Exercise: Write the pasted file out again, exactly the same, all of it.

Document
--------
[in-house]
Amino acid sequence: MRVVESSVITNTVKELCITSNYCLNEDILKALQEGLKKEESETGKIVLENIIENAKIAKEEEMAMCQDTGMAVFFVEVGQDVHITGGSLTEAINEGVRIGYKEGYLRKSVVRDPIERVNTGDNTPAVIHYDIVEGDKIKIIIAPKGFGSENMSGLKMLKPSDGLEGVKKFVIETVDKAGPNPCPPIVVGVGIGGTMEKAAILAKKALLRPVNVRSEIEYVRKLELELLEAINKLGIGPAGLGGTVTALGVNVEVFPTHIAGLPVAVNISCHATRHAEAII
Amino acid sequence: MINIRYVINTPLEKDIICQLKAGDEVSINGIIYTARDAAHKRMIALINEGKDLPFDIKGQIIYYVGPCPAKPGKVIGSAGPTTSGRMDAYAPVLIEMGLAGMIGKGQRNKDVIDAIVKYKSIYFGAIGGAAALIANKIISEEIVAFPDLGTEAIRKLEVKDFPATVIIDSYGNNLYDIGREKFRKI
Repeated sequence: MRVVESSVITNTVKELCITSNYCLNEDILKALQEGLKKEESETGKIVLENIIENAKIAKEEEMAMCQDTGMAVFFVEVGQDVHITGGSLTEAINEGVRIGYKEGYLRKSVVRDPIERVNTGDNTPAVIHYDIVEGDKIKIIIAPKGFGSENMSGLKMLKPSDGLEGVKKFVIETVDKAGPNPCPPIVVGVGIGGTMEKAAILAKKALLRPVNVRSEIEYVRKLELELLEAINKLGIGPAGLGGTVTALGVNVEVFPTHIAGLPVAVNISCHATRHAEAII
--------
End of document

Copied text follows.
[in-house]
Amino acid sequence: MRVVESSVITNTVKELCITSNYCLNEDILKALQEGLKKEESETGKIVLENIIENAKIAKEEEMAMCQDTGMAVFFVEVGQDVHITGGSLTEAINEGVRIGYKEGYLRKSVVRDPIERVNTGDNTPAVIHYDIVEGDKIKIIIAPKGFGSENMSGLKMLKPSDGLEGVKKFVIETVDKAGPNPCPPIVVGVGIGGTMEKAAILAKKALLRPVNVRSEIEYVRKLELELLEAINKLGIGPAGLGGTVTALGVNVEVFPTHIAGLPVAVNISCHATRHAEAII
Amino acid sequence: MINIRYVINTPLEKDIICQLKAGDEVSINGIIYTARDAAHKRMIALINEGKDLPFDIKGQIIYYVGPCPAKPGKVIGSAGPTTSGRMDAYAPVLIEMGLAGMIGKGQRNKDVIDAIVKYKSIYFGAIGGAAALIANKIISEEIVAFPDLGTEAIRKLEVKDFPATVIIDSYGNNLYDIGREKFRKI
Repeated sequence: MRVVESSVITNTVKELCITSNYCLNEDILKALQEGLKKEESETGKIVLENIIENAKIAKEEEMAMCQDTGMAVFFVEVGQDVHITGGSLTEAINEGVRIGYKEGYLRKSVVRDPIERVNTGDNTPAVIHYDIVEGDKIKIIIAPKGFGSENMSGLKMLKPSDGLEGVKKFVIETVDKAGPNPCPPIVVGVGIGGTMEKAAILAKKALLRPVNVRSEIEYVRKLELELLEAINKLGIGPAGLGGTVTALGVNVEVFPTHIAGLPVAVNISCHATRHAEAII